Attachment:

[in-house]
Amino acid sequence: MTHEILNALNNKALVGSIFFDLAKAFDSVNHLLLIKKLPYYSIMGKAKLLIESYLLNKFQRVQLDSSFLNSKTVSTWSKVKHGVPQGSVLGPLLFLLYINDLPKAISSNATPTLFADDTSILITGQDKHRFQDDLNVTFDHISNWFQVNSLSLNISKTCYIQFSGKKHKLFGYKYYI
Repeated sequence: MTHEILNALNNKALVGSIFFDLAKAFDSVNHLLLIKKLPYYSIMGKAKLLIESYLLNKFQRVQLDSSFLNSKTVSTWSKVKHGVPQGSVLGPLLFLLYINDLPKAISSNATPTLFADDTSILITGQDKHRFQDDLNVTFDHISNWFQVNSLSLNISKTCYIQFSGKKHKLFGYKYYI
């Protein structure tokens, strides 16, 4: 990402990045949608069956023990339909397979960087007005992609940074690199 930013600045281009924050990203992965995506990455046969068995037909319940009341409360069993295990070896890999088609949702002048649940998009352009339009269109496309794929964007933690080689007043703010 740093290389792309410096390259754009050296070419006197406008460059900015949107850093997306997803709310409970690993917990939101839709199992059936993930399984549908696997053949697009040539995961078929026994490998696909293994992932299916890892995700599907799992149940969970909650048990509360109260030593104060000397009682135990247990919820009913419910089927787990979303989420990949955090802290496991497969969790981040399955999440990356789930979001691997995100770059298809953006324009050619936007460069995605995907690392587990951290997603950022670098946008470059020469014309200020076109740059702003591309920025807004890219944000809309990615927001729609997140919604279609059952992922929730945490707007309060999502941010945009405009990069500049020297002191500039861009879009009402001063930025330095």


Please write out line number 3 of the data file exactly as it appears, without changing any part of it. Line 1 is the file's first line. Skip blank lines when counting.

Repeated sequence: MTHEILNALNNKALVGSIFFDLAKAFDSVNHLLLIKKLPYYSIMGKAKLLIESYLLNKFQRVQLDSSFLNSKTVSTWSKVKHGVPQGSVLGPLLFLLYINDLPKAISSNATPTLFADDTSILITGQDKHRFQDDLNVTFDHISNWFQVNSLSLNISKTCYIQFSGKKHKLFGYKYYI